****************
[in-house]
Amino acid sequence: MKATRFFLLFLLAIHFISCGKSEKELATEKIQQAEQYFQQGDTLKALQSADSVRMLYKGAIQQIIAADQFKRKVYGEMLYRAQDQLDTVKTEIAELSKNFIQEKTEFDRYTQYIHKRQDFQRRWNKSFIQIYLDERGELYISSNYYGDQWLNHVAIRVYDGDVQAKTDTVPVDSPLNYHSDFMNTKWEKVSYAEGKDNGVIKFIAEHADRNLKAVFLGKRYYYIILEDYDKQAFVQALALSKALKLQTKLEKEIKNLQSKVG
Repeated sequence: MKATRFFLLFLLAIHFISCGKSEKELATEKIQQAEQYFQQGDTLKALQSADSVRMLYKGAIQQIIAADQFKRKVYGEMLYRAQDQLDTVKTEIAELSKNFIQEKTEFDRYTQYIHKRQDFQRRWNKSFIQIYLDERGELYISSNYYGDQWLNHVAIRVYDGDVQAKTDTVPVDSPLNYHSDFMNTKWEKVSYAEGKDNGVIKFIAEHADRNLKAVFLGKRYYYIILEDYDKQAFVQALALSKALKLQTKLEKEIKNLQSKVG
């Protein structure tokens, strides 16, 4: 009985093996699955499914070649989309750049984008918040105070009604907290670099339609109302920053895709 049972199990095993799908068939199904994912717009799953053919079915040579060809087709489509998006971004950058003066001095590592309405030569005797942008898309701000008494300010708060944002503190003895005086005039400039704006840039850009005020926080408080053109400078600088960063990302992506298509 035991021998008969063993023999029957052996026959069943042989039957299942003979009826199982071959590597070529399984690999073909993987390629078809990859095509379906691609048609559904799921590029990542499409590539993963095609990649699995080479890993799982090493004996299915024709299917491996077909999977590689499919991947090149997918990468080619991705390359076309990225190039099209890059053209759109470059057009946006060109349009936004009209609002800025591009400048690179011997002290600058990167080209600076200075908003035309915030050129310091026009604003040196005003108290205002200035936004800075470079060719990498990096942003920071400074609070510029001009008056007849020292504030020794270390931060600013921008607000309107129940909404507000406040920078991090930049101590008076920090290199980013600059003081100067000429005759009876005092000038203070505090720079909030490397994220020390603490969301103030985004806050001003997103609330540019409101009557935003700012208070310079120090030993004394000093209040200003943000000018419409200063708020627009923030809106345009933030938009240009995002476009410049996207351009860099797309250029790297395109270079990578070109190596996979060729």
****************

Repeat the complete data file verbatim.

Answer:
[in-house]
Amino acid sequence: MKATRFFLLFLLAIHFISCGKSEKELATEKIQQAEQYFQQGDTLKALQSADSVRMLYKGAIQQIIAADQFKRKVYGEMLYRAQDQLDTVKTEIAELSKNFIQEKTEFDRYTQYIHKRQDFQRRWNKSFIQIYLDERGELYISSNYYGDQWLNHVAIRVYDGDVQAKTDTVPVDSPLNYHSDFMNTKWEKVSYAEGKDNGVIKFIAEHADRNLKAVFLGKRYYYIILEDYDKQAFVQALALSKALKLQTKLEKEIKNLQSKVG
Repeated sequence: MKATRFFLLFLLAIHFISCGKSEKELATEKIQQAEQYFQQGDTLKALQSADSVRMLYKGAIQQIIAADQFKRKVYGEMLYRAQDQLDTVKTEIAELSKNFIQEKTEFDRYTQYIHKRQDFQRRWNKSFIQIYLDERGELYISSNYYGDQWLNHVAIRVYDGDVQAKTDTVPVDSPLNYHSDFMNTKWEKVSYAEGKDNGVIKFIAEHADRNLKAVFLGKRYYYIILEDYDKQAFVQALALSKALKLQTKLEKEIKNLQSKVG
């Protein structure tokens, strides 16, 4: 009985093996699955499914070649989309750049984008918040105070009604907290670099339609109302920053895709 049972199990095993799908068939199904994912717009799953053919079915040579060809087709489509998006971004950058003066001095590592309405030569005797942008898309701000008494300010708060944002503190003895005086005039400039704006840039850009005020926080408080053109400078600088960063990302992506298509 035991021998008969063993023999029957052996026959069943042989039957299942003979009826199982071959590597070529399984690999073909993987390629078809990859095509379906691609048609559904799921590029990542499409590539993963095609990649699995080479890993799982090493004996299915024709299917491996077909999977590689499919991947090149997918990468080619991705390359076309990225190039099209890059053209759109470059057009946006060109349009936004009209609002800025591009400048690179011997002290600058990167080209600076200075908003035309915030050129310091026009604003040196005003108290205002200035936004800075470079060719990498990096942003920071400074609070510029001009008056007849020292504030020794270390931060600013921008607000309107129940909404507000406040920078991090930049101590008076920090290199980013600059003081100067000429005759009876005092000038203070505090720079909030490397994220020390603490969301103030985004806050001003997103609330540019409101009557935003700012208070310079120090030993004394000093209040200003943000000018419409200063708020627009923030809106345009933030938009240009995002476009410049996207351009860099797309250029790297395109270079990578070109190596996979060729």